Christmas 2014 - FOUR: It's beginning to smell a lot like Christmas
Although it's not quite the most important event in the Christian calendar, the birth of Jesus does provide many a fine excuse for celebration, goodwill... and oohing and aahing at small children acting out familiar tales in schools all over the world.
I'm still waiting to let any religious faith into my life but I do selfishly embrace every opportunity to surround myself with my favourite people at this time. The need to escape the depths of winter is rather dismissed by central heating and piles of tasty tracklements but it's the sharing of moments with loved ones which produces the greatest satisfaction and warmth.
The making, giving and sharing of seasonal fare is part of that enjoyment but its preparation needs to be managed well. Completing the kind of activities below gives the chance to be found in more of the social situations rather than stuck at the stove.
'Stir-up Sunday', the informal term in Anglican churches for the last Sunday before the season of Advent, is a week in the past as I write. That's not going to stop me posting this until next year - it might still be useful for latecomers, the undecided and the just plain dilatory.... and it will be here for reference in December 2015!
All the items mentioned here were made (as usual) from recipes by a director of Norwich City F.C. who also writes cookery books. You have the same book, know that recipes are readily available online or go to your own family favourites so I don't intend repeating them here.
I wasn't aware of the biblical connection pertinent to puddings until getting 'Delia's Christmas' in the mid nineteen-seventies. There, to open the 'Christmas Puddings and Mincemeat' chapter, are the first words of the collect for the day from the Book of Common Prayer. Just for badness, let's take a look at those words - with a spot of added atmosphere from the Latin translation!
By Jove, I'm feeling completely adeste fideles after that!
This is the time of year when old festive favourites are admitted to the kitchen soundtrack. I'll give you the same choice as I gave myself. Both of these were looping through my speakers for most of the next 36 hours:
Praetorius - Lutheran Mass For Christmas Morning - YouTube
Merry Axemas - A Guitar Christmas 2. Full Album - YouTube
With Delia's trusted tome open on my worktop I started a busy weekend. Fruits had already been soaked (some mummified in alcohol!). Gradually a heavenly host of wholesome smells filled our house. Does anyone make Christmas Baking toilet freshener spray? - they should! The only thing I'd place above this on the festive aromas hit parade is what wafts your way once the turkey giblet stock is on the go on Christmas morning.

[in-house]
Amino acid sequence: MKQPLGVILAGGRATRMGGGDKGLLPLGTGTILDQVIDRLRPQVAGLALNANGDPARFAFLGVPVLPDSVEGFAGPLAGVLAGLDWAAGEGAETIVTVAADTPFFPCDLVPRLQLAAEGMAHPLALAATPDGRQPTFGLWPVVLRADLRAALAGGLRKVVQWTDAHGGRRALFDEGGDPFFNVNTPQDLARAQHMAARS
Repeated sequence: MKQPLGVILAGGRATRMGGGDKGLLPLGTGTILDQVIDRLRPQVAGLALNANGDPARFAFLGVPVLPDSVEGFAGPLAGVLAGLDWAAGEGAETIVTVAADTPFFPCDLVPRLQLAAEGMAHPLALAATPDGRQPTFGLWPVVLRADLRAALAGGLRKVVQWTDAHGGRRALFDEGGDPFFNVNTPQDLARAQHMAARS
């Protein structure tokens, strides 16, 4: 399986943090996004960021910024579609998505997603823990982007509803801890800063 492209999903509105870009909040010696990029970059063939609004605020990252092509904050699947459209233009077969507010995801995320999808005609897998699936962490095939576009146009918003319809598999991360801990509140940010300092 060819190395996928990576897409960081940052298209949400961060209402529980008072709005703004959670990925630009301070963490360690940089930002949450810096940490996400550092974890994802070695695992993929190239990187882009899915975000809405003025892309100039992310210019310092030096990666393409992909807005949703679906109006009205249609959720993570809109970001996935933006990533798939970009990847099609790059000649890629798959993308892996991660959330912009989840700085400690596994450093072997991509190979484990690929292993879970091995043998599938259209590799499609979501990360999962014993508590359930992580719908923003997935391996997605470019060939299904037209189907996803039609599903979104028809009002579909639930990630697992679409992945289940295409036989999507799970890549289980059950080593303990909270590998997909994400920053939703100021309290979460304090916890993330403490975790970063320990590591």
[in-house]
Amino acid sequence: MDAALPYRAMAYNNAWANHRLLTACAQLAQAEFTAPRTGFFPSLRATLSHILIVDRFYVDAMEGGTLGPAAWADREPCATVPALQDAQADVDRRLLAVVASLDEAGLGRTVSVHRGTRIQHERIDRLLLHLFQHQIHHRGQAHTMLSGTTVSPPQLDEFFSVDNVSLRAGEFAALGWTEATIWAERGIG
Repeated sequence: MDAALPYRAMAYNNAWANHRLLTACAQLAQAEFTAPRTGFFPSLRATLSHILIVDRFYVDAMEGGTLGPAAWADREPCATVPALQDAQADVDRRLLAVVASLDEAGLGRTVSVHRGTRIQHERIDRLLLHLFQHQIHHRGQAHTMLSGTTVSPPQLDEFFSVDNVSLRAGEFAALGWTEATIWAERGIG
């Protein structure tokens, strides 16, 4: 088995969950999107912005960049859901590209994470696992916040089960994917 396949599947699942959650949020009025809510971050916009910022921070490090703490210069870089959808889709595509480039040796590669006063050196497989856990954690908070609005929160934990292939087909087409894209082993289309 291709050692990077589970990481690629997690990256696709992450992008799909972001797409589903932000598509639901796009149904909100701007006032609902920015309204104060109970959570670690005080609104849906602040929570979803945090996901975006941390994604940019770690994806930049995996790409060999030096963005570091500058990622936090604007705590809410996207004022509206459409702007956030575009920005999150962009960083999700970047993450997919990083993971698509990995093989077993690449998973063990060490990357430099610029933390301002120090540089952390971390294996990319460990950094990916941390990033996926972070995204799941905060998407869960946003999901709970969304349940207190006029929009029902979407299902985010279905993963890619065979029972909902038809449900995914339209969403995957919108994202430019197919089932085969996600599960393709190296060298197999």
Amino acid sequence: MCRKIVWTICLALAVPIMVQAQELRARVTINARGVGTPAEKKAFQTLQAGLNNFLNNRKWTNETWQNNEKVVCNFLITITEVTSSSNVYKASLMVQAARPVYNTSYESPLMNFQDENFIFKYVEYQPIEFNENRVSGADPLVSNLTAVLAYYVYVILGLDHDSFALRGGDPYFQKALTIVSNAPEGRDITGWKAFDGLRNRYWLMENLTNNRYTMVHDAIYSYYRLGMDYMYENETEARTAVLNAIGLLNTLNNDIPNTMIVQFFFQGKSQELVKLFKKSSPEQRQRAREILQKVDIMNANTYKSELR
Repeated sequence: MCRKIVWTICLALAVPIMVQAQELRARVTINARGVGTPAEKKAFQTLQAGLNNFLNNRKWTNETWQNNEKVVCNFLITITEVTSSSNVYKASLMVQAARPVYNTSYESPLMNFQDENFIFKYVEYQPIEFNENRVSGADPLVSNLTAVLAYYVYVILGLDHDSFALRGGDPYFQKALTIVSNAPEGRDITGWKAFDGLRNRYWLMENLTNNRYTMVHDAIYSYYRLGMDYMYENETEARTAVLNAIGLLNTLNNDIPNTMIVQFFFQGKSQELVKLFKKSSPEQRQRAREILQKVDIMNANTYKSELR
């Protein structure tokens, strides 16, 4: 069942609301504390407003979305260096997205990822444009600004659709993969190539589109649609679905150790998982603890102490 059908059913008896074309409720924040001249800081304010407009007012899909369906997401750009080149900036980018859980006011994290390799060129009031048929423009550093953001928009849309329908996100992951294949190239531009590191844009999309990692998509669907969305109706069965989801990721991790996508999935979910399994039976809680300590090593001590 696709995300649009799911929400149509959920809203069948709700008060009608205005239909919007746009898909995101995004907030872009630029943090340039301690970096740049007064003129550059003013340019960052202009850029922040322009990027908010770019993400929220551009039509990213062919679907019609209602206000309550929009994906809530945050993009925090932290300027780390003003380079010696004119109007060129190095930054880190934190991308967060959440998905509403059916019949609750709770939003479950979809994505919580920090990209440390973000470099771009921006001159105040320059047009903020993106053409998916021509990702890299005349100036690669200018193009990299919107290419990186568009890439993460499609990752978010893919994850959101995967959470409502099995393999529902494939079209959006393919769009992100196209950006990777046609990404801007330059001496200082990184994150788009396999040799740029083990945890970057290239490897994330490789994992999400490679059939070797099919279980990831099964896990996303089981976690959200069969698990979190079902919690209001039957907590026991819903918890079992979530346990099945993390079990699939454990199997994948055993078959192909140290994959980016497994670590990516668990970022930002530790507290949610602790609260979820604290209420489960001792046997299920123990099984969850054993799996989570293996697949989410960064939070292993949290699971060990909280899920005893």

Despite my heathen tendencies I did offer up a small prayer that the oven might suffer no power-cuts or breakdowns. The reassuring whir of fans (oven and extractor) was accompanied by the disappearance of the outside world as all windows steamed up in sympathy with the puddings.
One main pudding and as many 'juniors' as would fit in the stock pan began their alchemy-altering eight hour journey. Meanwhile, texts, tweets and Facebook notifications are sent out to distant family so that they get a proxy stir and the chance to make a wish!
All sorts of duties here. The main one is to check off everything from the ingredients list as it is used. This year I completely failed in that respect and omitted the almonds! Thank you to all of you who are thinking, "Those cakes will still contain traces of a nut"!
With two cakes I have the option to cut a few smaller, gift-sized ones. Alternatively, you can copy me and take taunting slices into work to be produced at lunch or tea breaks until late Spring! You can see previous examples of my decorated efforts here: Christmas cakes — Cheoff
As with all the other recipes here, this is made truly special if you use proper wedges or 'caps' of candied peel. The ready-chopped tubs of mixed peel have a dull, lifeless quality by comparison. I'm fully prepared to challenge the tendonitis in my thumbs every time to slice up tiny chunks of these zingy, sherbert-like citrus explosions.
Our Christmas mincemeat is made in generous batches and gets used through the following year in muffins, quick fruit cakes and strudels.
CREOLE CHRISTMAS CAKE:
The suggestion that this is an alternative Christmas cake has never really been followed by us - we make it alongside the traditional cake as an extra treat... and damn the consequences!
The fruits above are sozzled for a week previously in four varieties of booze. As you can see, they have gone completely out of focus - nothing to do with my camera skills! The resultant cake is a slab of indulgence, so rich in deep, spicy flavours that the job of icing can be discarded. I love an ingot of this with a double espresso.
A hive of concentrated activity has produced staples for our celebrations. The cake will be fed with brandy before its final shroud of sugary almonds and white frosting. Other cakes, puds and jars will be unwrapped and unsealed very soon. The house is calmer for now. There are quiet rustlings of paper as we try to get ahead of ourselves and wrap gifts before Christmas Eve is upon us. Still much to do but for the moment I'll relax a little; enough to close my eyes, sniff deeply and conjure those glorious fruity, spiced remembered smells into my olfactories... now that's magic!